Theodore Roosevelt

Theodore Roosevelt
The author has not yet completed their profile.

Showing: 1-10 results of 14

Introduction Mr. Roosevelt as an Orator In the tumult, on the one hand of admiration and praise and on the other of denunciation and criticism, which Mr. Roosevelt's tour in Africa and Europe excited throughout the civilized world, there was one—and I am inclined to think only one—note of common agreement. Friends and foes united in recognizing the surprising versatility of talents and of... more...

CHAPTER I. THE WAR IN THE NORTHWEST, 1777-1778. The Tribes Hold Councils at Detroit. In the fall of 1776 it became evident that a formidable Indian war was impending. At Detroit great councils were held by all the northwestern tribes, to whom the Six Nations sent the white belt of peace, that they might cease their feuds and join against the Americans. The later councils were summoned by Henry... more...

I. THE START One day in 1908, when my presidential term was coming to a close, Father Zahm, a priest whom I knew, came in to call on me. Father Zahm and I had been cronies for some time, because we were both of us fond of Dante and of history and of science—I had always commended to theologians his book, "Evolution and Dogma." He was an Ohio boy, and his early schooling had been obtained in... more...

FOREWORD The man should have youth and strength who seeks adventure in the wide, waste spaces of the earth, in the marshes, and among the vast mountain masses, in the northern forests, amid the steaming jungles of the tropics, or on the deserts of sand or of snow. He must long greatly for the lonely winds that blow across the wilderness, and for sunrise and sunset over the rim of the empty world. His... more...

INTRODUCTION Most of the letters in this volume were written by Theodore Roosevelt to his children during a period of more than twenty years. A few others are included that he wrote to friends or relatives about the children. He began to write to them in their early childhood, and continued to do so regularly till they reached maturity. Whenever he was separated from them, in the Spanish War, or on a... more...

To the Senate and House of Representatives: The Congress assembles this year under the shadow of a great calamity. On the sixth of September, President McKinley was shot by an anarchist while attending the Pan-American Exposition at Buffalo, and died in that city on the fourteenth of that month. Of the last seven elected Presidents, he is the third who has been murdered, and the bare recital of this... more...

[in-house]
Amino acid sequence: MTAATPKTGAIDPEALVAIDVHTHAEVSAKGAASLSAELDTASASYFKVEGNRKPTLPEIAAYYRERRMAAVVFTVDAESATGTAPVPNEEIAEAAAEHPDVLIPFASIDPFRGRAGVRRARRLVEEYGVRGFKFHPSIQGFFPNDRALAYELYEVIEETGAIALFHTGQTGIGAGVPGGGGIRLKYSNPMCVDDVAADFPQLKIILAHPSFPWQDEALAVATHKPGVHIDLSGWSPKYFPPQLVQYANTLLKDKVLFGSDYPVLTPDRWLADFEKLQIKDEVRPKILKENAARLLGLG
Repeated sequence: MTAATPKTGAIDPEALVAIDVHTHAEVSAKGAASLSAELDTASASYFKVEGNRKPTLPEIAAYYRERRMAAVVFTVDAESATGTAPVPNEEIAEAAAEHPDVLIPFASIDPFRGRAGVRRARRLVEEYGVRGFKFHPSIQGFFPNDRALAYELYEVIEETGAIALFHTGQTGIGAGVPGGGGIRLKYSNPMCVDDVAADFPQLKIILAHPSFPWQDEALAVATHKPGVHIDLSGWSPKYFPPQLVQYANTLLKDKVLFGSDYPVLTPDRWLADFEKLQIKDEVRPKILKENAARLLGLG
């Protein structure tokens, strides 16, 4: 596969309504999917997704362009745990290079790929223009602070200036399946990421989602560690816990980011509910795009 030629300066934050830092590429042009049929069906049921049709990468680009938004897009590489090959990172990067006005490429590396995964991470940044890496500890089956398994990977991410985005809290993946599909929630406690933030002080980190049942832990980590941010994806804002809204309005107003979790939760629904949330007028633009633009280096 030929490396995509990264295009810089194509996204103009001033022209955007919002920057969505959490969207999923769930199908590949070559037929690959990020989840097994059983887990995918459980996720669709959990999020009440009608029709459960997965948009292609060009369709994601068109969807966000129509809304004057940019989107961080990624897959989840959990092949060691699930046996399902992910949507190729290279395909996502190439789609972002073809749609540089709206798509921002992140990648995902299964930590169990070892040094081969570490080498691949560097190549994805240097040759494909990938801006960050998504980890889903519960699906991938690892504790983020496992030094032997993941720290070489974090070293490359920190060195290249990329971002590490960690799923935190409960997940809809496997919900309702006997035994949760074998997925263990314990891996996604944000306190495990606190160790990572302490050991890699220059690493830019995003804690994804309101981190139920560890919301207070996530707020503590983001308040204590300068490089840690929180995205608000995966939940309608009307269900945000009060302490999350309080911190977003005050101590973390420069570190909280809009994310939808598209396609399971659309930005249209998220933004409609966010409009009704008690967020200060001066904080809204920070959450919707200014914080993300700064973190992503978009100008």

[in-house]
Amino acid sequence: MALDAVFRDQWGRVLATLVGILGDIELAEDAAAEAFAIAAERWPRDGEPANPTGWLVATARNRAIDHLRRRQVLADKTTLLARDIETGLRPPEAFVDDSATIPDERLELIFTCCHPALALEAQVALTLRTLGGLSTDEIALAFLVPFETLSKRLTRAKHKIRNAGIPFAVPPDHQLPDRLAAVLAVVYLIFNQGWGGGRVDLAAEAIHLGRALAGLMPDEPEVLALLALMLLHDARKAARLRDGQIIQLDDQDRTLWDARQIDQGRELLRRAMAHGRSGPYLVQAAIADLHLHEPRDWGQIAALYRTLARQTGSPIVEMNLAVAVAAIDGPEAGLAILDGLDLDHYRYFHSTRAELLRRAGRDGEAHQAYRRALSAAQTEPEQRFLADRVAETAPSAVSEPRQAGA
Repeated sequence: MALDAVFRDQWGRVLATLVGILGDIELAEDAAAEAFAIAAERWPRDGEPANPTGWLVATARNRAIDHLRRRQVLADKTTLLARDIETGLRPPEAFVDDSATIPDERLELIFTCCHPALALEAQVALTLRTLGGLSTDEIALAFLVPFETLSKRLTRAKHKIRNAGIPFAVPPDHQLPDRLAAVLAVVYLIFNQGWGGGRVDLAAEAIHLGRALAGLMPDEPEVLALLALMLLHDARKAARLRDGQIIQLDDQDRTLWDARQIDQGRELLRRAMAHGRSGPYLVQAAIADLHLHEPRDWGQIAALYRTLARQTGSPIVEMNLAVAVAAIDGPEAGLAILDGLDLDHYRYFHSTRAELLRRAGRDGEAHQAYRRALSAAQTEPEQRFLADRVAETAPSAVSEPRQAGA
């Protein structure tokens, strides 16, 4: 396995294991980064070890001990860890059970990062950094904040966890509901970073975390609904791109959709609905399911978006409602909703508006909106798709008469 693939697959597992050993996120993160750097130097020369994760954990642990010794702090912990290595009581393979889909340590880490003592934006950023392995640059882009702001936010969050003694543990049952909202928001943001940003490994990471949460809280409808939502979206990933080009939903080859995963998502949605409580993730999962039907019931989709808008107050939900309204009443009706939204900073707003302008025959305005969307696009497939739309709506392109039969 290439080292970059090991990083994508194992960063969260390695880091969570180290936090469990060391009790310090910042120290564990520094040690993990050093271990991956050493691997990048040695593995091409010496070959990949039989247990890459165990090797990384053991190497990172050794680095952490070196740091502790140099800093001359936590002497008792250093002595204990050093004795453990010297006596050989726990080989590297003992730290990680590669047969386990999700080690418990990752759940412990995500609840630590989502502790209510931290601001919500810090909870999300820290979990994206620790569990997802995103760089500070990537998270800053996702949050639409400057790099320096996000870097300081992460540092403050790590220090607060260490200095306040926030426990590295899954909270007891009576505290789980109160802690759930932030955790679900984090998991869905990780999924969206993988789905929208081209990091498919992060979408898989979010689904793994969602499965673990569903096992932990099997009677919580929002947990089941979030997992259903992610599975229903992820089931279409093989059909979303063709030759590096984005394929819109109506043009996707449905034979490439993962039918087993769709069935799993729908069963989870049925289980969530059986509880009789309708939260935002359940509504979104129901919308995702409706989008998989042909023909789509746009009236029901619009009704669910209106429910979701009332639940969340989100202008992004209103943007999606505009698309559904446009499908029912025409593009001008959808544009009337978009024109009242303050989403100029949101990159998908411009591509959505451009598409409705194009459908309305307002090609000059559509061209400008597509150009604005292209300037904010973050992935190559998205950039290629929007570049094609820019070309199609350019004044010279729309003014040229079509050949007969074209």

I RAISING THE REGIMENT During the year preceding the outbreak of the Spanish War I was Assistant Secretary of the Navy. While my party was in opposition, I had preached, with all the fervor and zeal I possessed, our duty to intervene in Cuba, and to take this opportunity of driving the Spaniard from the Western World. Now that my party had come to power, I felt it incumbent on me, by word and deed, to... more...

PREFACE The history of the naval events of the War of 1812 has been repeatedly presented both to the American and the English reader. Historical writers have treated it either in connection with a general account of the contest on land and sea, or as forming a part of the complete record of the navies of the two nations. A few monographs, which confine themselves strictly to the naval occurrences, have... more...

FOREWORD Naturally, there are chapters of my autobiography which cannot now be written. It seems to me that, for the nation as for the individual, what is most important is to insist on the vital need of combining certain sets of qualities, which separately are common enough, and, alas, useless enough. Practical efficiency is common, and lofty idealism not uncommon; it is the combination which is... more...

CHAPTER I.—THE BISON OR AMERICAN BUFFALO. When we became a nation in 1776, the buffaloes, the first animals to vanish when the wilderness is settled, roved to the crests of the mountains which mark the western boundaries of Pennsylvania, Virginia, and the Carolinas. They were plentiful in what are now the States of Ohio, Kentucky, and Tennessee. But by the beginning of the present century they had... more...

  • Page: 1
  • Next